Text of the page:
"Mathematical Models"

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By H. Martyn Cundy & A. P. Rollett, Oxford University Press

Cundy and Rollett's wonderful book, Mathematical Models, is one of the very best general sources of harmonograph information available.  I recommend that you acquire a copy for your library, if you can find one.


Click on the resource pages below to view full size: 



5.5.3 Lissajous's figures

5.5.4 The Harmonograph


5.5.5 Twin-elliptic Pendulum


5.6.6 Construction of Pens

I have included the "Construction of Pens" page because it discusses several important line drawing issues you will surely encounter with your Harmonograph.  Rendering a fine uniform line is a formidable technical achievement.  Today we take our ballpoint pens for granted, but these are actually a recent technological development and are unsuitable for use on a harmonograph because they require too much pressure which creates undesired drag.  Pencils are equally unsuitable - friction is your enemy!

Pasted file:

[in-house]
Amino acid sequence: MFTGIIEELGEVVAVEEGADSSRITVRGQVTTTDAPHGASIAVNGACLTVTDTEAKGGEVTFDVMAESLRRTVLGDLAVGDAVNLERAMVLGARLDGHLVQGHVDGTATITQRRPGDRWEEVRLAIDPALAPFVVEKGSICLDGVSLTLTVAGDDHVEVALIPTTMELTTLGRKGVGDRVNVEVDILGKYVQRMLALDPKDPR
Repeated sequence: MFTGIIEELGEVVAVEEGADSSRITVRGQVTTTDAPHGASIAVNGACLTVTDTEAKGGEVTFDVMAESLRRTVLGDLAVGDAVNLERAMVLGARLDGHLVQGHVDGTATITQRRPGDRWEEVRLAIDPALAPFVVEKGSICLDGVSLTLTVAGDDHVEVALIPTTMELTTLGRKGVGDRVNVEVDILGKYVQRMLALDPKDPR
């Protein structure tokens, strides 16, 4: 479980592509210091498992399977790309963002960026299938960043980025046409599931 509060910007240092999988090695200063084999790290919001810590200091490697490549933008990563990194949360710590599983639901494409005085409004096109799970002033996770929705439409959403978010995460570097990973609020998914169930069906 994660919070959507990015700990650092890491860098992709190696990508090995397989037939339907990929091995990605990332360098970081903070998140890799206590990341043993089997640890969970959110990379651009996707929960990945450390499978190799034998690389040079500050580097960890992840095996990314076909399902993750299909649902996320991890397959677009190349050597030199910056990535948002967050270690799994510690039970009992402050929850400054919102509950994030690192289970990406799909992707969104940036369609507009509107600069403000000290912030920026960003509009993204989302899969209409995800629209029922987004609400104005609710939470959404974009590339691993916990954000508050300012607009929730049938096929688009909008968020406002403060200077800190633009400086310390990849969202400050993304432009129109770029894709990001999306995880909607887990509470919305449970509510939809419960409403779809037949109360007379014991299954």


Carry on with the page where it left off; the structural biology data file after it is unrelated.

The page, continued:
In the Victorian Era (1850-1890) glass pens, such as the ones pictured, were used on the harmonograph; but today we have many other options.  Cheap felt-tipped markers with fine tips may be perfect to use in a school setting and they come in many pretty colors.  For drawing a very fine and uniform line, I recommend an engineering pen. 

I use the Staedtler Marsmatic 700 technical pen (Germany), but any brand of engineering pen (also called a Rapidiograph, which is a proprietary name for the Koh-I-Noor brand) is a good choice.  

You can also use a point of light on photographic paper to draw harmonograms!